Brea might be described as your ultimate Doctor Who fan and for good reason. He makes money by selling Doctor Who related merchandise which is available in abundance at his store. He negotiated with Davison's agent for more than a year to get the doctor here and this blustery day was his reward.

BUT MORE about Breo later. Davison is the man of the hour. That he was chosen to play the good doctor by executive producer John Nathan Turner makes sense. He has watched the show sine a he was 12.

It was a very extraordinary idea for me when they suggested I do this Davison said looking more like the vet in All Creatures in his tweeds and saddle oxfords than his Doctor Who characterization in long coat and cricket garb.

It terrified me but it is not an opportunity you can turn down because it terrifies you. A great part of the show's popularity is that the device of changing actors has been managed and that has enabled it to go on for 20 years. It couldn't have done that with just one actor. But the show also has something of everything in it. It is an adventure, it's humorous and it's a great opportunity to do different sorts of stories And the character is endearing"

While Chicago audiences are just beginning to get a look at Davison's "Doctor Who" the busy actor is undecided about how many years he will toil in the science-fiction format.

'I'm doing next year which will be my third," he said, and after that, I don't know.'

The four previous Doctor Whos left the show of their own volition. By American standards, that there have been five succeeding stars in a continuing series is remarkable. As you may have noticed, most prime-time network shows don't last anything close to 20 years.

"I'M SURE that if 'Doctor Who' would have started on American television it would have been canceled here after three episodes, Davison said "Lots and lots of the best series need nurturing and I think that's the great advantage British television has over American.'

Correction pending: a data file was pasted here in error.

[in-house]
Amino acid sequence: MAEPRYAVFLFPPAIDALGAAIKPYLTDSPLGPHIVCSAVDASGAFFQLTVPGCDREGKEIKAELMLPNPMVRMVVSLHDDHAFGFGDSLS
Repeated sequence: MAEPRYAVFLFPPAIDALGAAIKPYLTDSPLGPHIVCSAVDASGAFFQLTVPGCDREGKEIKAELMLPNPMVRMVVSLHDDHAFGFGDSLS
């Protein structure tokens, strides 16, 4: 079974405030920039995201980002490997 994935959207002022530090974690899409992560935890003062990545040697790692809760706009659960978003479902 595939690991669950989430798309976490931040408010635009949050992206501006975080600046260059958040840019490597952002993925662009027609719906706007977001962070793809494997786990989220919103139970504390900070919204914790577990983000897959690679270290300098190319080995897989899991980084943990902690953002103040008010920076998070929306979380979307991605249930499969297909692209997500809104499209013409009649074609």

Davison sees his interpretation of the doctor as a unique one.

I wasn't cast because I could do a pale imitation of Tom Baker," he said. "I've tried to take characteristics from the other doctors because I had to start somewhere. But I am slightly more naive than Tom and a bit more vulnerable."

One hopes Chicago's "Doctor Who fans appreciate the vulnerability because they screamed to get it. Even to the point of boycotting Channel 11's March fund-raising drive because they suspected the station was balking on buying the Davison episodes.

BREO EVEN organized the United Doctor Who Network of Chicago. an umbrella organization of local "Doctor Who" fan clubs including the Celestial Intervention Agency, Emissaries of the White Guardian and Eyes of Harmony to pressure WTTW into buying the new shows. Breo figures he spoke for about 1,000 "Doctor Who' fans in the area.

Anyway Breo and his pals penned a critical letter to WTTW programming director Richard Bowman in early March accusing the station of dragging its feet in coming up with the new episodes and saying "Doctor Who" fans would boycott the pledge activities, from which WTTW derives most of its operating revenue It should be noted that during the past two years "Doctor Who fans. many gearing the flowing scarves that Baker fancied helped answer WTTW telephones on Sunday nights during the fund-raising drives.

Bowman fired off a response denying most of the allegations, but that did little to lessen the outcry.